EU leaders scramble to find energy crisis solution at Council Summit despite deep division

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    The 27 EU leaders are expected to back parts of a package of energy proposals made this week, including an alternative price benchmark for liquefied natural gas and joint gas buying, after earlier agreeing to fill gas storage and claw back revenues from energy firms to spend on helping consumers with crippling bills.

    But they remain as split as they were months ago on whether and how to cap gas prices to stem high inflation and stave off recession, after Russia cut gas flows following its invasion of Ukraine.

    While 15 countries including France and Poland are pushing for some form of a cap, they face strong opposition from Germany and the Netherlands – respectively Europe’s biggest economy and gas buyer, and a major European gas trading hub, which warn a gas price cap could compromise stability of supplies.

    “An agreement is extremely unlikely… Opinions seem to be really far apart,” a senior EU diplomat said ahead of Thursday’s talks.

    A draft of the leaders’ summit conclusions, seen by Reuters, would ask Brussels to propose a price cap on gas used to generate electricity – an idea favoured by France and already used in Spain and Portugal.

    But even before the meeting has begun, that idea has hit roadblocks – with Germany requesting that all mentions of price caps are removed from the text.

    The leaders will also discuss emergency spending to mitigate the effects the acute energy crunch has on their economies and 450million citizens.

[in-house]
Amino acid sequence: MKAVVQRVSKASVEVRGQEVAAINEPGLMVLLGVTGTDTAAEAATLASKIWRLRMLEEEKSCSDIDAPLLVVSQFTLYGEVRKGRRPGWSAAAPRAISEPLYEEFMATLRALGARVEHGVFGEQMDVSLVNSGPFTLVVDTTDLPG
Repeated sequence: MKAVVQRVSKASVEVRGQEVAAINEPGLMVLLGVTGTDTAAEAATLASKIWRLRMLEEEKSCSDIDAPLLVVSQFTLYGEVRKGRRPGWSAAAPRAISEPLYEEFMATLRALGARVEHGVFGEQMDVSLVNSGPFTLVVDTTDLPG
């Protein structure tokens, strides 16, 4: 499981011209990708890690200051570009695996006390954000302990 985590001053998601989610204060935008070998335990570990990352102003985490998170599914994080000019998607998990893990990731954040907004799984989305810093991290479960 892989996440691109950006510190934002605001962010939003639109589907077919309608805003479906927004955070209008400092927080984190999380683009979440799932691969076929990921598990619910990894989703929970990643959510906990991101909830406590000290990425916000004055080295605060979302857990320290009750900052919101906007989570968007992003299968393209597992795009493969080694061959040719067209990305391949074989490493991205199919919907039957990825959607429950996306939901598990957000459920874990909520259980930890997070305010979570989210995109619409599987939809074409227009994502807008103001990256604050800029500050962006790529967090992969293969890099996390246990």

While some countries have called for the bloc to issue new joint debt to finance that, more frugal members say hundreds of billions of euros unused from previous programmes should be spent first.

    “Division is not a luxury we can afford,” the summit’s chairman, European Council President Charles Michel, said.

    Given EU countries’ diverse energy mix and interests, the meeting risks falling short on short-term action to tackle high energy prices ahead of winter.

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    As regards bringing those responsible for alleged war crimes in Ukraine to justice, some EU countries want to set up a dedicated tribunal quickly, while others are seeking to go more slowly to ensure maximum international endorsement.

    “The European Council condemns in the strongest possible terms the recent indiscriminate Russian missile and drone attacks targeting civilians and civilian objects and infrastructure in Kyiv and across Ukraine,” the leaders will say, according to their draft statement.

    They will single out Belarus for enabling Russia’s war but are not expected to support further sanctions against Moscow on Thursday.

    The bloc is already moving to impose new sanctions on Iran over the use of Iranian-made drones in Russian strikes on Ukraine.



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